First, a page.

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Discussion Starter #1
So I just pulled a bunch of frames for a nuc today, and tomorrow or the next day after they calm down and realize they don't have a queen (or I realize they DO have the queen) I'm going to try the 'on the spot' method of queen-making. If the bees haven't already started a couple cells, of course.

So I was wondering if anyone with a lot of experience can explain about how old each of these larva are:

A. Eggs. Yeah, I got that part.
B. Yeah, its in there. Kinda dark
C.
D. I'm guessing this is pretty close to the 36 hour mark (still being fed royal jelly)
E. 4 days old?
F. End of 4th day?
G. 5th day?
H. 6th day?
I. 7th day? Looks like this one is pretty close to flipping and being capped.



The most important part for me is to be able to recognize them younger than 36 hours. The rest is mostly curiosity.

Thanks!
 

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Nice pic and detail. I have absolutely no idea why you think you need or why you would ask for clarification here. What exactly is the "on the spot" method of queen making, anyway?

I hope you got a whole lot of bees and brood for that nuc.

chris
 

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All of those (that I see) are too old.



#1 above is probably OK, but since you don't handle the larva with the On the Spot method you can use really young ones. If you can see any milky royal jelly in the cell at all it means that the larva has hatched and the bees are already feeding it - even if you can't see it. Those are the ones to use.

You can find out what this method is here - MDA Splitter
 

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I am no expert, but have attended several classes in queen rearing. They all say, as soon as it is curled, too old. They also indicate that you basically can not see it- the age you need
 

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Just look for larva that are in a small puddle of Jelly, are only the size of an egg, and are just slightly curved. See the winking eye on this guy ;)? That's them! :D
 

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Discussion Starter #7
Wow, thanks David and winevines! I thought they pretty much came out curled--I'll have to take a closer look, or just cut below the eggs I see.

Jeff123fish--Its my first hive so I couldn't really compare on the dryness of the cells, but I was wondering about the color of the brood...they never really get that 'neon' white--they pretty much stay the color of capping wax. I attributed it to them being Russian, while everyone in the books always wants to talk about Italians. Russians are supposed to be more sparing in their food stores; maybe they don't have to feed their brood as much. Or something, I really dont' know. But my area has been in a dearth since I got this hive, and on about 1 quart of 1:1 a day, they've grown well and have completely pulled their second medium super (combined brood and stored syrup) and are working on their third. So I guess neither the color nor the 'dryness' really matters much to them.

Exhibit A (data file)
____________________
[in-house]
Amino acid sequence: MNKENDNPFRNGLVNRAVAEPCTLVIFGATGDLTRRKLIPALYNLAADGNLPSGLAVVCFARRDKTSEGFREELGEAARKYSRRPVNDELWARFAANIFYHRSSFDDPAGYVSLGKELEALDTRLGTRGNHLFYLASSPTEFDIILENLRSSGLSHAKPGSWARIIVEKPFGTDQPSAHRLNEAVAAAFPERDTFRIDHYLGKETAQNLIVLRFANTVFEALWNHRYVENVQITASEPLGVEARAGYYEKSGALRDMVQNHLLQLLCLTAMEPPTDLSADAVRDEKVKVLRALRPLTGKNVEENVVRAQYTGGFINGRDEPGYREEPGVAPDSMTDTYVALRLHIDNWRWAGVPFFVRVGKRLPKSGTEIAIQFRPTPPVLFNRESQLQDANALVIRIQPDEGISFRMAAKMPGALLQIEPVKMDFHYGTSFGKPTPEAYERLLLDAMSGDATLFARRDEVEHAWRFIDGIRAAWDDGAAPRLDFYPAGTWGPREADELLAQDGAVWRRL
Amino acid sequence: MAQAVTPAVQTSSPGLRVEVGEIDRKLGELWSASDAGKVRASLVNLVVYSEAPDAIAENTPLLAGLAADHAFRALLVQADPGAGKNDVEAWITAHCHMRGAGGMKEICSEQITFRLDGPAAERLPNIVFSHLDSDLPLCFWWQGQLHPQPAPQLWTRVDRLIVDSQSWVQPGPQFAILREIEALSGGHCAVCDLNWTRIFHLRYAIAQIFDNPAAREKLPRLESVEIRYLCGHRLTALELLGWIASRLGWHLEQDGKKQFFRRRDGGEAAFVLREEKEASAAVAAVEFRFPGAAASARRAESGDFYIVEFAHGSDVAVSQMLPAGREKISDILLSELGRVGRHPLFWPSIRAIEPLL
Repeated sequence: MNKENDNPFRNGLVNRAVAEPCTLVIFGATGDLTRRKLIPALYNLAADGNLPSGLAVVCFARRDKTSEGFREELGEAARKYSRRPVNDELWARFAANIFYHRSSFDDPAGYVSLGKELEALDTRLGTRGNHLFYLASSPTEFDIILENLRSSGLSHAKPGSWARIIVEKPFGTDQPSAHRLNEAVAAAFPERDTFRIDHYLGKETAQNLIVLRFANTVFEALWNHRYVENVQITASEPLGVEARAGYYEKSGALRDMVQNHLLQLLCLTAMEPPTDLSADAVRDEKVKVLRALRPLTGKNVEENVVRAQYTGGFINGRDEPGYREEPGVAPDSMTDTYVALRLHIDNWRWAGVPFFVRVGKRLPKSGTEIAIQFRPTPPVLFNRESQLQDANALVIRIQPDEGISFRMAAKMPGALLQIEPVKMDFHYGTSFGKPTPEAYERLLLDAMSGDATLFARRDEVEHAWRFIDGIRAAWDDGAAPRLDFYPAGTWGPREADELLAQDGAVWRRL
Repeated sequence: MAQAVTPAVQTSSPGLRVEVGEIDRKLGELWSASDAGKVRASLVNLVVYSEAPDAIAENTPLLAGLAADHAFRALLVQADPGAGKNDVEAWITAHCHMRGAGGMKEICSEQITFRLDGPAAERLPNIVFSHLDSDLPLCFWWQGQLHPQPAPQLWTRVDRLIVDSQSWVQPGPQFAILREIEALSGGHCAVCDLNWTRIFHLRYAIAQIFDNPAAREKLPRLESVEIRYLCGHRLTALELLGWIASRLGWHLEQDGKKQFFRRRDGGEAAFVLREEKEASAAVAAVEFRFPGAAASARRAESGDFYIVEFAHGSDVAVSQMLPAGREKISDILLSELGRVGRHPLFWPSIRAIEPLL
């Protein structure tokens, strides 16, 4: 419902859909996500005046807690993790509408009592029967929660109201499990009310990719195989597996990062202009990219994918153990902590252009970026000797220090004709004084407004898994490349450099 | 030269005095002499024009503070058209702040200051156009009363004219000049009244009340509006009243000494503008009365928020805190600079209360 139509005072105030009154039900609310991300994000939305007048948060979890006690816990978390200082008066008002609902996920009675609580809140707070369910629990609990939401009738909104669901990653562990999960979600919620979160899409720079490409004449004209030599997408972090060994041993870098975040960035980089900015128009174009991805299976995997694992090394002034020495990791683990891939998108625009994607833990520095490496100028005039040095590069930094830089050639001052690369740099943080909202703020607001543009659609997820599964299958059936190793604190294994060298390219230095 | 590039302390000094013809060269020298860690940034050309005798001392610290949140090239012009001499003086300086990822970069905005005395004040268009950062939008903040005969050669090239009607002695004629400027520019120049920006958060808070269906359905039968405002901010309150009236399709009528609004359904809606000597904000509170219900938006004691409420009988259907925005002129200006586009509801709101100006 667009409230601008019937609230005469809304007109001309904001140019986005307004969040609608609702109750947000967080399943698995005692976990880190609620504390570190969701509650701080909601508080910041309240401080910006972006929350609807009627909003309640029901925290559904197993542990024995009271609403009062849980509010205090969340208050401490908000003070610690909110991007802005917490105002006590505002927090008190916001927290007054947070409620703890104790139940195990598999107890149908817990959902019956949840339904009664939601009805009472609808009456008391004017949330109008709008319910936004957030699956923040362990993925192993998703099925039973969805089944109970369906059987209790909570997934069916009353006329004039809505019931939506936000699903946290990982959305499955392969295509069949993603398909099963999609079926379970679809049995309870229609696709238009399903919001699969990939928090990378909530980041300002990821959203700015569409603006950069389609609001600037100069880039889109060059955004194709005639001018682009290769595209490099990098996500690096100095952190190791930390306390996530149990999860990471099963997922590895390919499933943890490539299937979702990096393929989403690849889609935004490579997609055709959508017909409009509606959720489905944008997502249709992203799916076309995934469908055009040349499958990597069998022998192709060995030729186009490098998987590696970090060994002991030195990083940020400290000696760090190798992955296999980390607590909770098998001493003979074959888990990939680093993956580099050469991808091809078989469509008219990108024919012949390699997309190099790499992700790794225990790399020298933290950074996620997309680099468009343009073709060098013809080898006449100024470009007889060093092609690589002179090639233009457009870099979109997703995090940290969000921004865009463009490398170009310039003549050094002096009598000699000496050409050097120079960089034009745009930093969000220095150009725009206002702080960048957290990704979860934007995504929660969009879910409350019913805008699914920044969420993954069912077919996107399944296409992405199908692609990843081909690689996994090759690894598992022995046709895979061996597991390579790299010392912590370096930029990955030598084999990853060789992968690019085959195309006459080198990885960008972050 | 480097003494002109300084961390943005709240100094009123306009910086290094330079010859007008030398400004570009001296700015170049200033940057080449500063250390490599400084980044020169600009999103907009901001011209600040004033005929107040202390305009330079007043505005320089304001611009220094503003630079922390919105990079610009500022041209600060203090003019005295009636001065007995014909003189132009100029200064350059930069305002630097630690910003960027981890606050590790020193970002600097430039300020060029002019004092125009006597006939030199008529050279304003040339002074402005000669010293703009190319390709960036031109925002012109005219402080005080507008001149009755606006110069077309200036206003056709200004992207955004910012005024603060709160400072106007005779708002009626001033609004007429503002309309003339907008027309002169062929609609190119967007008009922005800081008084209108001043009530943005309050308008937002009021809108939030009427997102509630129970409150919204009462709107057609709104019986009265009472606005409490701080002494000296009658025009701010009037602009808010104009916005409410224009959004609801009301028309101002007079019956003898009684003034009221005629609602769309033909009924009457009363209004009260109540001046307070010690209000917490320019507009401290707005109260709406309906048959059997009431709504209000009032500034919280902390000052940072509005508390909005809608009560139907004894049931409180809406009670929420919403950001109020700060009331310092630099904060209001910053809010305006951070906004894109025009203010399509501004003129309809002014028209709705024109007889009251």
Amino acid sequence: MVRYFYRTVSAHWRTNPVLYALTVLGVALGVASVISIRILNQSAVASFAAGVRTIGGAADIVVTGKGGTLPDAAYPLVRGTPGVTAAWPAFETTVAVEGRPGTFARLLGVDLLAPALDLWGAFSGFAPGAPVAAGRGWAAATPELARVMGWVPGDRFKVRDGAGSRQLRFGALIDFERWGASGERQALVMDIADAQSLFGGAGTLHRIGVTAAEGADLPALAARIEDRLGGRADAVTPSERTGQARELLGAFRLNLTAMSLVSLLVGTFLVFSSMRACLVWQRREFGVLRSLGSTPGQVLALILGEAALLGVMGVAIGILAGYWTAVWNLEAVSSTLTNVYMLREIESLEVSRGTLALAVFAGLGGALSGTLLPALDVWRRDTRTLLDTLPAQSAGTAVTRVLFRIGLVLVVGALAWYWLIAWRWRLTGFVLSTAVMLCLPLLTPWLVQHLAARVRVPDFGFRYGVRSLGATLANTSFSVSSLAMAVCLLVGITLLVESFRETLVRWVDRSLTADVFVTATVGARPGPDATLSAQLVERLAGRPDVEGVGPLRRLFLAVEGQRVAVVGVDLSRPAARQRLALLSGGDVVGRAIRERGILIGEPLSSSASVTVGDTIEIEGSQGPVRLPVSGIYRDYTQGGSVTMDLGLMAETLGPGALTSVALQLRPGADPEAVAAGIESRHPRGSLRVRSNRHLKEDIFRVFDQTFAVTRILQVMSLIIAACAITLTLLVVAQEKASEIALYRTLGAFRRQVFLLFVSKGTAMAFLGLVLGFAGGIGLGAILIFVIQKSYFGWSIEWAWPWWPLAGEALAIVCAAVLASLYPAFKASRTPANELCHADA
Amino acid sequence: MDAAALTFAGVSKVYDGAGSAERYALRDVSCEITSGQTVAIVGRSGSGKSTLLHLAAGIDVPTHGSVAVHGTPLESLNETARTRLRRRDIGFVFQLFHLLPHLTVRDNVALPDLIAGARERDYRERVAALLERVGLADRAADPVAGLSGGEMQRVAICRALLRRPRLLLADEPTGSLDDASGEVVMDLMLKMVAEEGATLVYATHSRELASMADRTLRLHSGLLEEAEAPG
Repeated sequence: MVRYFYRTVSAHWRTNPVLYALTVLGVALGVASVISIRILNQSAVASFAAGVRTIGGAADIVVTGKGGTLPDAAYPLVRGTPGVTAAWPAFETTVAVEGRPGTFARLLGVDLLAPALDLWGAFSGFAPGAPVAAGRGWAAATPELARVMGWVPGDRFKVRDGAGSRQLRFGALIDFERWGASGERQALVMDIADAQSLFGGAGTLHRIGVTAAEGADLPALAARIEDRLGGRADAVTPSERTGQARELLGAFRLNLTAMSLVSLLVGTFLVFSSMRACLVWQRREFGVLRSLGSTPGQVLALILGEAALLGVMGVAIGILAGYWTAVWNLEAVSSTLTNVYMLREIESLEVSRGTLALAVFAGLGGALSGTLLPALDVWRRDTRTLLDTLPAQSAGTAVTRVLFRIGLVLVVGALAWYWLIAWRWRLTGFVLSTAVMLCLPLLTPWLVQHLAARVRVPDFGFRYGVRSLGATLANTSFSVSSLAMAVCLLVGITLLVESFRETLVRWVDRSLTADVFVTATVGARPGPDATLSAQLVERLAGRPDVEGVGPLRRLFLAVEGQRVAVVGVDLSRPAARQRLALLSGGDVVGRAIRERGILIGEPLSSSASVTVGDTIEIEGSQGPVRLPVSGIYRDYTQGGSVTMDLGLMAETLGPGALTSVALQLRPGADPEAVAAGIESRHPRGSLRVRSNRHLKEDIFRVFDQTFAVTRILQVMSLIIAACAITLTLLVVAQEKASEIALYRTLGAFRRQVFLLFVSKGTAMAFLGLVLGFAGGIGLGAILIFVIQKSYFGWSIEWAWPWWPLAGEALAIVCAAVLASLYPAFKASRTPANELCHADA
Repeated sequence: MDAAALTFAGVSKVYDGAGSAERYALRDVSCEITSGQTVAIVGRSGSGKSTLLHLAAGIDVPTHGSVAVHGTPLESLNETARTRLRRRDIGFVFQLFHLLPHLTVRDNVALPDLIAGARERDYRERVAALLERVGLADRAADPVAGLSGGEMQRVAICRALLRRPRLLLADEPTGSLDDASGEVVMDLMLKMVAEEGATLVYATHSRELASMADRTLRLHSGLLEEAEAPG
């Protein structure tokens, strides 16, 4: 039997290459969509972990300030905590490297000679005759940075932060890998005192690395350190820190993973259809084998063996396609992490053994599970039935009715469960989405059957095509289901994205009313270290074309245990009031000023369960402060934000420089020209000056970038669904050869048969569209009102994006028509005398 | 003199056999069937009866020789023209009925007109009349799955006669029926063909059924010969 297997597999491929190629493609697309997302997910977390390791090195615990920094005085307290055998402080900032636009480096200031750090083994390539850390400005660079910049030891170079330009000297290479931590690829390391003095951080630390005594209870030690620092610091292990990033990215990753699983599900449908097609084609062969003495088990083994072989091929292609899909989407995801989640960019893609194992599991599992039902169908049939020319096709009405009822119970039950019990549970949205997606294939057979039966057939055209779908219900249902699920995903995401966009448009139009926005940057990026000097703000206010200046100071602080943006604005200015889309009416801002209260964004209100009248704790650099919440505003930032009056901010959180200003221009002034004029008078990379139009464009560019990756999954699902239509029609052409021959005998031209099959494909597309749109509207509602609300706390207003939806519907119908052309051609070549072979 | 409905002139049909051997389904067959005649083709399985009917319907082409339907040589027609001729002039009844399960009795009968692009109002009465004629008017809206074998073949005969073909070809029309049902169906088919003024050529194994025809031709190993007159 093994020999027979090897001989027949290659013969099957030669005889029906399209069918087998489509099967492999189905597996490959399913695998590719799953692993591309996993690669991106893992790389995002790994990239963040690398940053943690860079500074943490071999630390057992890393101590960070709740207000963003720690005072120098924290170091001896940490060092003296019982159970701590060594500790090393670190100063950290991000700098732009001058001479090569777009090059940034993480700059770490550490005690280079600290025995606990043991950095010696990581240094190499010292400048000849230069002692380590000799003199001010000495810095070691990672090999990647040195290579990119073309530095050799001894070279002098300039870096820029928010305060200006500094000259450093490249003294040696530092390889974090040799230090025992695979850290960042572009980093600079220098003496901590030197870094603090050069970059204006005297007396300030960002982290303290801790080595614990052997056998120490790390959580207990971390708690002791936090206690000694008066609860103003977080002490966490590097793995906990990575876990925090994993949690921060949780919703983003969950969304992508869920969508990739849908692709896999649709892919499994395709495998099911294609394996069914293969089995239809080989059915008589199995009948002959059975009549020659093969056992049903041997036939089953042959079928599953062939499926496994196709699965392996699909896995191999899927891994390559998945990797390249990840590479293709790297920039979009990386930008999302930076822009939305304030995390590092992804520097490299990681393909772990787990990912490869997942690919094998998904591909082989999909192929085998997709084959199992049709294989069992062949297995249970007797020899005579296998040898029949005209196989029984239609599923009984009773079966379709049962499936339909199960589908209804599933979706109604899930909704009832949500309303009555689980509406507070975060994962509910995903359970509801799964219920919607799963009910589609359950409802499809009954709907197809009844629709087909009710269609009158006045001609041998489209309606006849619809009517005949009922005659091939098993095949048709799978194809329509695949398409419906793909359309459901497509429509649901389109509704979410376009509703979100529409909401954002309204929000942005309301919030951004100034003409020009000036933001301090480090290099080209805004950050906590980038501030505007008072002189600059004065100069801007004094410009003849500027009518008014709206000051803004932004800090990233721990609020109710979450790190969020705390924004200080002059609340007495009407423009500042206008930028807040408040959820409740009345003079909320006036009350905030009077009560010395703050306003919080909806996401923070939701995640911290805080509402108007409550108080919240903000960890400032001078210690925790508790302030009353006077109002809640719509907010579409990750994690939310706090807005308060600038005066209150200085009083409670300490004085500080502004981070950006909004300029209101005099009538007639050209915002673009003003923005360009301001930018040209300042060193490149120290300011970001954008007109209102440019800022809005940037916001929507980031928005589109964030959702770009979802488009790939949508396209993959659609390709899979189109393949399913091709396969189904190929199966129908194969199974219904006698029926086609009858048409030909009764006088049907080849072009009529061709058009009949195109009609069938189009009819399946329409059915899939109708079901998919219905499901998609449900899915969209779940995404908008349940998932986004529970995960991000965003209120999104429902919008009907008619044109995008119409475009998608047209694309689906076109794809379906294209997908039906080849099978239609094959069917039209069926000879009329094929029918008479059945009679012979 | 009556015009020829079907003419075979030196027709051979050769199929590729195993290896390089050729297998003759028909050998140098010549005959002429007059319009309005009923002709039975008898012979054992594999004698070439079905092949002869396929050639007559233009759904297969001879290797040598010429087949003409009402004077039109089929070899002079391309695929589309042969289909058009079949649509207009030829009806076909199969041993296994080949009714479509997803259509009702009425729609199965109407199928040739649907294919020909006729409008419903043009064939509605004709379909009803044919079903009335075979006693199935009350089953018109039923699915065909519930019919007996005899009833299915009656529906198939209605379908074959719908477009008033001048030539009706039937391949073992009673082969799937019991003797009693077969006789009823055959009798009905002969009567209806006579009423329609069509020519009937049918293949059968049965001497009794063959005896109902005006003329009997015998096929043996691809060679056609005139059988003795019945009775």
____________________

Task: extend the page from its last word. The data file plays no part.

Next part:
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I thought I had the picture you want:



Look really hard and you can just see her - or maybe you can't. Doesn't matter, the royal jelly indicates that there is a hatched larva there. It's gonna take a lot of practice to graft with larva this young I think. I can't do it. Yet.
 

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i no yall gonna have a fit but you get that frame of eggs you want take a knife an cut that comb down so you can get to em better. make sure you
aint cutin it down to the egg but about 1/2 way down. make sure you aint
letin em dry out to so wrap em.. id practice 2 frames full if you just learnin.
i only use egg figure they larve they to old.
 

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. But my area has been in a dearth since I got this hive, and on about 1 quart of 1:1 a day, they've grown well and have completely pulled their second medium super (combined brood and stored syrup) and are working on their third. So I guess neither the color nor the 'dryness' really matters much to them.
I am in your area more or less... the dearth does matter, but sounds like you are feeding them like mad. When did you start them and how did you get a start with Russians?